Meanwhile, Giolito’s night was done as Tony La Russa went to Ryan Tepera in the seventh inning. Giolito’s final line was 6 IP 5 H 1 ER 1 BB 6 K as his season ERA drops to 3.68. Tepera racked up two strikeouts but got into a good battle with Bo Bichette after walking Santiago Espinal. On his 20th pitch and sixth of the at-bat, Tepera got Bichette to hit a harmless infield pop out.
Tim Mayza entered the game for Toronto in the eighth. First to face Mayza was Moncada, but on an 0-1 pitch, the White Sox third baseman winced in pain, fouling off a fastball. Mayza would punch out Moncada looking on the very next pitch. Abreu didn’t fare better. After missing on a center-cut fastball, Abreu also struck out looking. Only Jimenez put a ball in play against Mayza, but it was a broken-bat ground out to the shortstop.
With Semien, Guerrero Jr., and Teoscar Hernandez due to bat, La Russa tasked Aaron Bummer with the eighth inning. After getting ahead 0-2, Bummer threw three straight balls to Semien before the Blue Jays second baseman whiffed on a lower sinker. Then Bummer was a benefactor of a call going his way. On his 3-1 sinker, it appeared to drop low out of the zone, and Guerrero Jr. flipped his bat thinking he drew a walk. Instead, it was called a strike, and after fouling off a pitch, Guerrero Jr. struck out looking on an inside sinker.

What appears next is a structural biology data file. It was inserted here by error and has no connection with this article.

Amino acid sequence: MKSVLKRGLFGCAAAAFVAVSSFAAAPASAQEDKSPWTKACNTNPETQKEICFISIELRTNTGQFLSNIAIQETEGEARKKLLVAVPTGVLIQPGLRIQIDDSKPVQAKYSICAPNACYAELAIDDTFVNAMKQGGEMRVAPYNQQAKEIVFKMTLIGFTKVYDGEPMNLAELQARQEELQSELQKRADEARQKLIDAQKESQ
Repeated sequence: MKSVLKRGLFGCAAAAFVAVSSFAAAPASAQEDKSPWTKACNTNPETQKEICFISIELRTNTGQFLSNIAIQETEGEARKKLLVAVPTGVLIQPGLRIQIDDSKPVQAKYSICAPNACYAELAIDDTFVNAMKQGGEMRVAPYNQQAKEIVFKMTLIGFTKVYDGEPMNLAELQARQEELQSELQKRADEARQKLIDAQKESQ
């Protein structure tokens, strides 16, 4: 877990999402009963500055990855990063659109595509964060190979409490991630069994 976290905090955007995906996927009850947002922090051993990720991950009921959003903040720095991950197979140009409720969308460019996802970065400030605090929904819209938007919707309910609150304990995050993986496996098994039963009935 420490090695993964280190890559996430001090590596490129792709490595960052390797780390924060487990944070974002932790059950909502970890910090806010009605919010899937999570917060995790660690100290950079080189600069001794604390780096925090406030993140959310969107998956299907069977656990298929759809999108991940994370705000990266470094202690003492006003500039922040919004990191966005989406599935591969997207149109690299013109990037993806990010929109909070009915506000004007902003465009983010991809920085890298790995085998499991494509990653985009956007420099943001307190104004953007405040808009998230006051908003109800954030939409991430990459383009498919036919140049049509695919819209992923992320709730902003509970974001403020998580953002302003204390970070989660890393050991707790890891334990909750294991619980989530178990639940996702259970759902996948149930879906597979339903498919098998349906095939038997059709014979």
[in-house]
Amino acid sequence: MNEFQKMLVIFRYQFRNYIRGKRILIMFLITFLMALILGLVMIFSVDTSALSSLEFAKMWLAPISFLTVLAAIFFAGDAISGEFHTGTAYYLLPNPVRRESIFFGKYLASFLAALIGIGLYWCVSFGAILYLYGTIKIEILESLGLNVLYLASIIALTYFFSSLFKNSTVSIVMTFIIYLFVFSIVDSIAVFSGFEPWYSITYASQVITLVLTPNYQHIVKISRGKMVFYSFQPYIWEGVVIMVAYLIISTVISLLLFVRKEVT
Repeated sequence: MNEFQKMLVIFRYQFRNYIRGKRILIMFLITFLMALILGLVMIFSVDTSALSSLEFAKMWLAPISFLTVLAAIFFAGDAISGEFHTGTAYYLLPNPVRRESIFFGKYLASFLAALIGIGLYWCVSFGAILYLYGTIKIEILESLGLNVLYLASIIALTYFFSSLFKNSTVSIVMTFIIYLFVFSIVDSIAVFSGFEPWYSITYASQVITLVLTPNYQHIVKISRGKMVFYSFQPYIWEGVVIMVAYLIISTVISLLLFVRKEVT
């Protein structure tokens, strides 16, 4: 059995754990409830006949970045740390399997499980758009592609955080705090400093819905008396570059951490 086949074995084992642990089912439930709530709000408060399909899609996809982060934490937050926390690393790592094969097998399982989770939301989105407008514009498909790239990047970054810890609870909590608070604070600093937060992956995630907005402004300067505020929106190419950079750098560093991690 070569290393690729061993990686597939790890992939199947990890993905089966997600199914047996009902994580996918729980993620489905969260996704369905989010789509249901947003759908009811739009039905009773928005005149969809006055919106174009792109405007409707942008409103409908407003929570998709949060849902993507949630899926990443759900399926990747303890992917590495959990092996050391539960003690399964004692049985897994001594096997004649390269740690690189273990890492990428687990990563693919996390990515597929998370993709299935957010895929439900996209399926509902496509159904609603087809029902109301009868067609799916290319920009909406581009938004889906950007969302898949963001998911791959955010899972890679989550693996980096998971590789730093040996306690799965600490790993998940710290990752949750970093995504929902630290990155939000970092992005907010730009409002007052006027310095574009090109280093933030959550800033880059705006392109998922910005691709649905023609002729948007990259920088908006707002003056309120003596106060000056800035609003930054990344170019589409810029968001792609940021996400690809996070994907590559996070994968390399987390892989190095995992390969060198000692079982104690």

Just like with Semien and Guerrero Jr., Bummer got into a full count against Hernandez. Hernandez went to right field on a middle-middle sinker for a single that Garcia scooped on one bounce. On replay, it appeared that Garcia was thinking about diving to make the catch but changed his mind and could still field it. A risky play as if the ball bounced past Garcia, Hernandez would have stretched the hit to extra bases, if not an inside-the-park home run.
Blue Jays manager Charlie Montoyo pinch-hit Dickerson for Breyvic Valera, who singled to right field, putting additional pressure on Bummer. After getting two tough outs, Bummer allowed two singles. To complete the “Aaron Bummer Experience,” Kirk followed up with a single to center field driving in the go-ahead run.
For some reason, Jose Ruiz replaced Bummer. Now, Ruiz should have gotten out of the inning when Lourdes Gurriel’s grounder went under Moncada’s glove. Anderson saved the play, preventing another run from scoring, but the costly error loaded the bases. Next was Randal Grichuk, and Ruiz proceeded to walk him on four straight pitches. Another run and the Blue Jays were up 3-1.
Blue Jays closer Jordan Romano took the ball in the ninth inning and was greeted by a leadoff single from Robert. With Vaughn at the plate, Romano often struggled with his command missing up and out of the zone. Up 3-1 in the count, Vaughn chased a high fastball that would have been Ball 4. Then he fouled off an outside fastball that would have been Ball 4. On a center-cut fastball, Vaughn fouled that pitch off to the backstop. Romano finally went to the slider, and Vaughn was grounded into the 6-4-3 double play.
Hernandez flew out to the center field, ending the game. A terrific pitcher’s duel decided on the White Sox issues in the eighth inning. Again.
- Yoan Moncada’s hitting streak is now at 12 games
- Every White Sox hitter struck out at least once